Finally, we have to make sure that there is an expansion of trade. I wish this government every good wish in the coming years so that it can govern the people of Ontario well. But I do hope sincerely that they have taken to heart some of the things I have said, because, believe it or not, there is a grain of truth in it.
Mr Callahan: I just dashed in. I particularly want to take part in this debate because I think this province is facing its most difficult challenges perhaps in the history of this country and the history of this province, and many of those have been spoken about already. They include such things as free trade, the recession, high interest rates and the extension of the free trade agreement by the feds to Mexico with Canada being excluded in terms of entering into those discussions, but I think those are things that we have difficulty in doing anything about because they are outside of our jurisdiction.
However, I think we can attempt to continue the strengthening of this province by doing a number of things. First of all, transportation is the key to a stronger Ontario. If we are to compete in a significant way with our neighbours to the south, it is going to require us to have an economy that is vibrant, an economy that can compete. At the moment, the cost of our housing is so outrageous when you compare it to the United States that that is going to be one of the real stumbling blocks to attracting business here and of allowing our citizens to be able to compete economically with the United States. When you look at what you can buy in the United States for $80,000, you would be lucky if you could get the hen house here for $80,000. That is tragic and that is something that is going to certainly interfere with our economy.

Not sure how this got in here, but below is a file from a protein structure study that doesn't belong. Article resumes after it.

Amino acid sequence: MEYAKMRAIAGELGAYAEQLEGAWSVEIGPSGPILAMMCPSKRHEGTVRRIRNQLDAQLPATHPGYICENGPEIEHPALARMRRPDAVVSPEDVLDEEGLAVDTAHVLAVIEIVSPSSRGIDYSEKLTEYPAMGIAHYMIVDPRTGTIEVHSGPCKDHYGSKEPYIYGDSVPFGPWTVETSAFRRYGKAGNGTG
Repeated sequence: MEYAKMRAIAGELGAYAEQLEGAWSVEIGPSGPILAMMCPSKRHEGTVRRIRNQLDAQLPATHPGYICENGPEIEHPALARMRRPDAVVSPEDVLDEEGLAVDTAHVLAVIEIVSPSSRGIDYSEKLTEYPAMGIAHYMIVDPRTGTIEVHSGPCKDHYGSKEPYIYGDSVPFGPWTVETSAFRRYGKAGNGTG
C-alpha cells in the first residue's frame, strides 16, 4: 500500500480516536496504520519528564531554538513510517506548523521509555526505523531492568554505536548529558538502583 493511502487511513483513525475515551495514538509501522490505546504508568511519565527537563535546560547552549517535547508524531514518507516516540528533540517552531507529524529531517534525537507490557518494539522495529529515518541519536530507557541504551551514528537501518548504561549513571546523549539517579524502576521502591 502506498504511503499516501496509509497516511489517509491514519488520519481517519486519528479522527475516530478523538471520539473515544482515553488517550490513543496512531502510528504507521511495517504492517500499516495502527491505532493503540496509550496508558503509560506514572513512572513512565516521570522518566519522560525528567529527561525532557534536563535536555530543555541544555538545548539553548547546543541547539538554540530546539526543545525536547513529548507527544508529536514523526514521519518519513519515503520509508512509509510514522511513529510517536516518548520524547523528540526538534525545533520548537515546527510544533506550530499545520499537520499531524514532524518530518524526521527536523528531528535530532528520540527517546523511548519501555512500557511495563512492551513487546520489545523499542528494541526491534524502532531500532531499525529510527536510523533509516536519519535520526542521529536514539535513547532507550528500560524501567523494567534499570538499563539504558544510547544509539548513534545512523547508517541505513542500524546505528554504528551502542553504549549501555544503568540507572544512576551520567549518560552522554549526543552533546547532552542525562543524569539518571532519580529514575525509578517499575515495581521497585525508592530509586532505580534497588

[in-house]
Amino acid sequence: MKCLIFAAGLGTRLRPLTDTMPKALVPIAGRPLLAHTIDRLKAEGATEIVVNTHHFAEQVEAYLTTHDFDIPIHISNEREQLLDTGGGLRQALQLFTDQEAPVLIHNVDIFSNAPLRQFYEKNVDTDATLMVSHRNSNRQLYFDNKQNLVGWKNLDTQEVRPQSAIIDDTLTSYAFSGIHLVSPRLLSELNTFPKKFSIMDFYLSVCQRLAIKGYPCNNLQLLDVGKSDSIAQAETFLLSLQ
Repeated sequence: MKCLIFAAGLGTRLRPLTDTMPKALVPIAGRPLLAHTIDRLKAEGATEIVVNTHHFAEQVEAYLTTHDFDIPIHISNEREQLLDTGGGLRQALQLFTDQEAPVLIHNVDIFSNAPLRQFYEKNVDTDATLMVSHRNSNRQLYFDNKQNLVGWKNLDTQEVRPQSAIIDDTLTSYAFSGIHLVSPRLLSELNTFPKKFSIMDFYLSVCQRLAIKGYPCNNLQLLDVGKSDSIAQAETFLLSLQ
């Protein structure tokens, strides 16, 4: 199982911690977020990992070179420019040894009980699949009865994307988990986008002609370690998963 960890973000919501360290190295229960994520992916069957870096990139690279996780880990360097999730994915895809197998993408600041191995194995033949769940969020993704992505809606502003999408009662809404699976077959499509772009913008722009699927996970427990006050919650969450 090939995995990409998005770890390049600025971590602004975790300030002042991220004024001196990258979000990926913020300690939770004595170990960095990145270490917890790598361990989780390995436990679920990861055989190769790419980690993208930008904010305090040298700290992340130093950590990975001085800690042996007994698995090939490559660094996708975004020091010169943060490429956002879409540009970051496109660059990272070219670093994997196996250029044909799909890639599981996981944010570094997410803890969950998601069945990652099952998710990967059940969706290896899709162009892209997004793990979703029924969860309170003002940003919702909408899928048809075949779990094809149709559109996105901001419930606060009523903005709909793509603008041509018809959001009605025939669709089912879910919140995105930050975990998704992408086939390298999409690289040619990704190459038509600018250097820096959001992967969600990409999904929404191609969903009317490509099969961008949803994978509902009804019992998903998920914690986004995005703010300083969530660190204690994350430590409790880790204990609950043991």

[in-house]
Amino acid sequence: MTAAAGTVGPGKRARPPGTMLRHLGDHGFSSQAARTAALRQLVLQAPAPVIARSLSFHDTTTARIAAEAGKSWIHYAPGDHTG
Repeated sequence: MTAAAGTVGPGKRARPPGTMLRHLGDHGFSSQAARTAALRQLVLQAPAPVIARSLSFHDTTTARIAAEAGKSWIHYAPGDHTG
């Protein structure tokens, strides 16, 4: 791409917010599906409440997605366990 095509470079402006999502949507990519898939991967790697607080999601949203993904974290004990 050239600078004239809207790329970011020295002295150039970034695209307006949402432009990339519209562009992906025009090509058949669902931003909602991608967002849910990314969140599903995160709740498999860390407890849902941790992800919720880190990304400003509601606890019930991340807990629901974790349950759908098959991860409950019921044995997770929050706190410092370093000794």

The other thing we looked at is the fact that -- this is probably a very delicate subject to approach, but I think it is something that is going to have to be looked at realistically -- we have allowed ourselves to price ourselves out of the market in terms of wages. I know we are going the other route now. We are trying to bring some fairness to those groups who have been left behind, but if we continue the upward spiral of wages we are going to find that we are not going to have any jobs that those people can take part in.
We are seeing this already through the free trade agreement and a whole host of other things: high interest rates; jobs are leaving this province left, right and centre; high cost of land. I used to think Buffalo was simply liquor stores and fires. When my son went over to Buffalo for his first visit, he expected the entire place to be brand-new because when he watched the Buffalo news it was either a liquor store holdup or a fire. There is no question about it: With the significant border that we have with the United States, the tax benefits they are offering, the cheap land they are offering and with the free trade agreement and the oncoming of the full impact of the free trade agreement, Ontario's economy, which is to a large degree manufacturing, is going to be lost.
We worry, and I think we should worry, about the question of keeping this country together. but I think we have to think more significantly on the fate of Ontarians because once we lose our financial freedom, our economic freedom, it is not far beyond that that our political freedom is gone. I do not know about other members of the Legislature, but I for one do not want to be part of the United States, thank you. In fact, I left there to become part of Canada.